If you need proof that there's more to Mallorca than sun, sea and sand, then Palma is it.
Home to world-class art galleries and exquisite cuisine, the capital is a destination in its own right. Of course, Palma is also the entry point for the rest of Mallorca, so if sun, sea and sand tick your boxes then you're in the right place.
Arriving at Palma de Mallorca Airport
Palma de Mallorca Airport (PMI) is located five miles (8km) east of the city centre. The airport – the third-largest in Spain – is modern and well-equipped, with four terminals, free Wi-Fi available, VIP lounges, and a variety of shops and restaurants.
The city bus is an easy and affordable way to access central Palma from the airport. Take bus number 1 to the city centre; it runs about every 15 minutes from 0600 to 0110, stopping at central Plaça d’Espanya before heading on towards the Estació Marítima ferry terminal. The number 21 bus runs in the other direction between the airport and Arenal every 30 minutes from 0700 to 2130. The cost of a single ride is €5 for visitors and €1 for residents. Buy your ticket on board from the driver. There are also intercity buses heading to destinations around the island, including Magaluf (take the A11) and Alcúdia (A32).
The bus is convenient, but there's also an official taxi rank just outside the airport. The official city taxis that stop here are certified and will charge a metered fare. The ride into the city centre should cost around €20.
There is a metro line in Palma, but the city is so compact and walkable that it's best explored on foot if you can. The metro has two lines; both run from the Plaça d'Espanya in the city centre, with M1 terminating at the University of the Balearic Islands and M2, at Marratxí. If you're heading further afield, the Transport de les Illes Balears bus service goes out to the suburbs of Palma and on to the rest of Mallorca. Buses depart from the Estació Intermodal de Palma on Plaça d'Espanya.
Cycling is an easy and relaxed way to see Palma. The city is criss-crossed with bike lanes, making for relatively safe and stress-free riding. Palma does not have a bike-share programme, but there are bike rental shops around the city.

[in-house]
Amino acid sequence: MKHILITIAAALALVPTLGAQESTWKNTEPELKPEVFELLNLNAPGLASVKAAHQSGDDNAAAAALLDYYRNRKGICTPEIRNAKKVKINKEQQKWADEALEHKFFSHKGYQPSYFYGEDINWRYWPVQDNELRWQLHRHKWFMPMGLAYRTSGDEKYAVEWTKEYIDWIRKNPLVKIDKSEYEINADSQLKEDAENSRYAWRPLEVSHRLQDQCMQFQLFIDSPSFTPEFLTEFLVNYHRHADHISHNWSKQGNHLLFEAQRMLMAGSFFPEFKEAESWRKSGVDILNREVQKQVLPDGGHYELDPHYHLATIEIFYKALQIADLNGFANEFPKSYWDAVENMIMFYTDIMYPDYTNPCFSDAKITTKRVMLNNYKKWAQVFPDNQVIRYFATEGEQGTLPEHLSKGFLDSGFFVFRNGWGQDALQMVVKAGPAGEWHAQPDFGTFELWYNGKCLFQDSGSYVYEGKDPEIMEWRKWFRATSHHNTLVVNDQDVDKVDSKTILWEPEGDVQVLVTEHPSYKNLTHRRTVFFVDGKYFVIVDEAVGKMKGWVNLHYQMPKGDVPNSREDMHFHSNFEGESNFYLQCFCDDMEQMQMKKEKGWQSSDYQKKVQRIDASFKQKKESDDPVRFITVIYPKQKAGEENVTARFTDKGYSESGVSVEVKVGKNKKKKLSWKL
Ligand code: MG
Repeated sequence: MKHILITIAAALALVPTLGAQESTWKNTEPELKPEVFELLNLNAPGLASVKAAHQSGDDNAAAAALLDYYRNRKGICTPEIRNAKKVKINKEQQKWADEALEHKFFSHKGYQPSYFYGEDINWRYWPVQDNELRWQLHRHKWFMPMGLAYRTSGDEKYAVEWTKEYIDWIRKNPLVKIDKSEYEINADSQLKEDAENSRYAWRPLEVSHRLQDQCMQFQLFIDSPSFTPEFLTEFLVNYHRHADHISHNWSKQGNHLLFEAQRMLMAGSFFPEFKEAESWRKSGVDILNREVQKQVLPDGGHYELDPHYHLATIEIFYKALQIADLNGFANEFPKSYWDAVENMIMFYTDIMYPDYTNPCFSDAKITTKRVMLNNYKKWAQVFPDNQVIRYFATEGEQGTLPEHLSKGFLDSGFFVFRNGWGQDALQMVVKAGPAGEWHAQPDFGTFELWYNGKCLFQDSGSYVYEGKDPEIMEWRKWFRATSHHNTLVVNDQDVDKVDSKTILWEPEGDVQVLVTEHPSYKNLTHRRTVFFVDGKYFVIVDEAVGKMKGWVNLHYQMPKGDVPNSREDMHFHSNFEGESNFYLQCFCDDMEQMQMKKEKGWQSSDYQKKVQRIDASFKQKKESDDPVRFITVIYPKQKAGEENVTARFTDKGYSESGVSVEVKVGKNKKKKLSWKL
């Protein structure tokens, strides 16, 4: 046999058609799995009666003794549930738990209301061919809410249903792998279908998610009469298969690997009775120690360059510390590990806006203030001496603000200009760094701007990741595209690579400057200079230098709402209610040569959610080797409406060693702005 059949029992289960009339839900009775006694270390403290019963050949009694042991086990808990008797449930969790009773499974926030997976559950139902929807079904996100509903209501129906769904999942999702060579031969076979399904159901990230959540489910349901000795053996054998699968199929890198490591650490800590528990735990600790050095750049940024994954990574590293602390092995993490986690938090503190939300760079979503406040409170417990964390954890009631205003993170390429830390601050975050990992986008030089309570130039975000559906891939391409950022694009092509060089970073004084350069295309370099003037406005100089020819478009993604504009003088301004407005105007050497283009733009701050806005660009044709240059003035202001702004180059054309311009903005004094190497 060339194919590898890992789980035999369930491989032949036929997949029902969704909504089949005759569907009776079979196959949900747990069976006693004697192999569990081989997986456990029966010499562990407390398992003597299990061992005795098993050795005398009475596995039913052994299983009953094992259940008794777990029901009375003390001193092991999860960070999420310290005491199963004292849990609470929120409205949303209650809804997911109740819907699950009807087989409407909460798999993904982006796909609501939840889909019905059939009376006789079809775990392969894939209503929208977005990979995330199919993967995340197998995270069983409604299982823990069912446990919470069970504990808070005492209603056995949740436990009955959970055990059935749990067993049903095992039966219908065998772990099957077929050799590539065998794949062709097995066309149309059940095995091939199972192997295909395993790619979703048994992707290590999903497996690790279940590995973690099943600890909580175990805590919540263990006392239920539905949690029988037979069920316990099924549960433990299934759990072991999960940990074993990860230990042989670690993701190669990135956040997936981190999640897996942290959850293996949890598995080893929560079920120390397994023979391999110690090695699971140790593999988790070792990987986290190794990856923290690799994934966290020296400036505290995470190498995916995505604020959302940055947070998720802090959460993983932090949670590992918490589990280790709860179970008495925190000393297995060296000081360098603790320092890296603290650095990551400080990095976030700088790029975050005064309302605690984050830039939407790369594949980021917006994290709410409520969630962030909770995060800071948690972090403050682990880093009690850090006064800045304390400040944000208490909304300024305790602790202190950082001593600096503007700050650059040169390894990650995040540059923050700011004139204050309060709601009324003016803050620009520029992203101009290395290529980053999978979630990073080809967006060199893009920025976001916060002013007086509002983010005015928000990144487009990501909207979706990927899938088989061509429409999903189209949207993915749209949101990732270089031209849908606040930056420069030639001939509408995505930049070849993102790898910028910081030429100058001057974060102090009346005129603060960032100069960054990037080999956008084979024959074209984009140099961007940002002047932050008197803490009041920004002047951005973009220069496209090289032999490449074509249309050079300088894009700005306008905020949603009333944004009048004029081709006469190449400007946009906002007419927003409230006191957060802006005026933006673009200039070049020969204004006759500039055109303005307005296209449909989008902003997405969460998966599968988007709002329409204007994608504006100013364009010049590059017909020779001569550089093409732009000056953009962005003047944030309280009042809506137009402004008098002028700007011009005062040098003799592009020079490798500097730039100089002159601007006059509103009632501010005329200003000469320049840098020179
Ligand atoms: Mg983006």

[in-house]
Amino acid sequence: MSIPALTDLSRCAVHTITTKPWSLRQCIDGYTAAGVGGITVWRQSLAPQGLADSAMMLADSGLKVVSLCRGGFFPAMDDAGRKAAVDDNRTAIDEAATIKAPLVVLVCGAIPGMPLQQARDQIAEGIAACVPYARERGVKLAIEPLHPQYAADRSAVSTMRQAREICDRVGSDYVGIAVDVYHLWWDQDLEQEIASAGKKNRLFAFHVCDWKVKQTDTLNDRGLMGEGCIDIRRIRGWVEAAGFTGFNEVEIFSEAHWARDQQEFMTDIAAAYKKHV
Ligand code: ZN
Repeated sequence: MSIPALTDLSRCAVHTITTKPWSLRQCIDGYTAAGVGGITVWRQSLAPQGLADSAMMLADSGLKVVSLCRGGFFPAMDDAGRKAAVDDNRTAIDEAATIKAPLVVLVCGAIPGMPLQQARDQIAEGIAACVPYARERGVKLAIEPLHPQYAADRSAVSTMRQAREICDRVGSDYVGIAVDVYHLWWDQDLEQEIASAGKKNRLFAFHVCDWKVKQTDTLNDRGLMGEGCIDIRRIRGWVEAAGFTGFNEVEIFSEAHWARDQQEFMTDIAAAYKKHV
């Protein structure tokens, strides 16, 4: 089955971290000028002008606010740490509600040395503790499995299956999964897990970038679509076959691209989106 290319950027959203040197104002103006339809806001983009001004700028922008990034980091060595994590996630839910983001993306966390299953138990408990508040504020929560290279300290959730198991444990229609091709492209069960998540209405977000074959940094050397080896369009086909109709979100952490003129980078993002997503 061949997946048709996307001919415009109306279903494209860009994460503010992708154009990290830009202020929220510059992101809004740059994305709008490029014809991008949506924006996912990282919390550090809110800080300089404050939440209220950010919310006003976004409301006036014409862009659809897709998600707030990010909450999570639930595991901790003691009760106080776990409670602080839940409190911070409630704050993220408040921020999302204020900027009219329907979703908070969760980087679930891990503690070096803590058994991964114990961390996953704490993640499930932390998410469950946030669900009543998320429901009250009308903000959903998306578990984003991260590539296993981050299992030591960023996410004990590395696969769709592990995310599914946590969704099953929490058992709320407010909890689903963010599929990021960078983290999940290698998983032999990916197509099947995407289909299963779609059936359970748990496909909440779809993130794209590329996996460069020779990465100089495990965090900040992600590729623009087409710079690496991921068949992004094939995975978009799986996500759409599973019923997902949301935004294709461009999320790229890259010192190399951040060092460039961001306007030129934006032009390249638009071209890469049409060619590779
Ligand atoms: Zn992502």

Metered taxis are available throughout Palma. Hail a car with a green light or pick up a taxi from the taxi ranks in and around the city centre.
Parking in the city centre can be a challenge, but if you're planning to explore more of Mallorca then it's a good idea to rent a car to get to the best beaches and destinations further afield, such as Pollença. Book your car hire in advance and collect your car at the airport.
Old Town: for sightseeing
Old Town Palma is the enchanting, labyrinthine heart of Palma. Here, you’ll find buildings that have withstood 800 years of history, with a combination of Moorish, Gothic and Modernist architecture to show for it. La Seu Cathedral and the Palau de l'Almudaina are the star attractions, but the Old Town is home to lots of less imposing charms. Wander through back-alleys, stop into tiny shops and find a sun-drenched square where you can linger over a cortado and watch Palma pass by. Along the waterfront is the promenade and Parc de la Mar, perfect for a sunset stroll or a picnic.
Santa Catalina: for gastronomy
Bohemian Santa Catalina is Palma’s coolest neighbourhood, just a few minutes west of the Old Town. The area was once a fishermen’s village but has since developed into a hotspot for dining and nightlife. The heart of Santa Catalina is its eponymous market, open 0700–1700, Monday–Saturday. The market is a perfect place to shop for foodie souvenirs and taste local delicacies. At night, the neighbourhood oozes atmosphere, with buzzing tapas bars and trendy cocktail spots.
Portixol: for yacht-spotting and sunbathing
The neighbourhood of Portixol is just east of Palma's Old Town, along the waterfront. Another former fishing village, harbourside Portixol is now one of the poshest pockets of Palma. Yachts bob in the harbour while their owners sip wine and dine on some of the best seafood on the island. The two beaches here, Can Perl Antoni and Playa Portixol, are among Palma’s best, with views stretching to La Seu Cathedral, the palm trees beyond and on to the mountains.
Time zone: Central European Time (GMT+1) and Central European Summer Time (GMT +2)
Languages: Catalan and Castilian Spanish (English is widely spoken)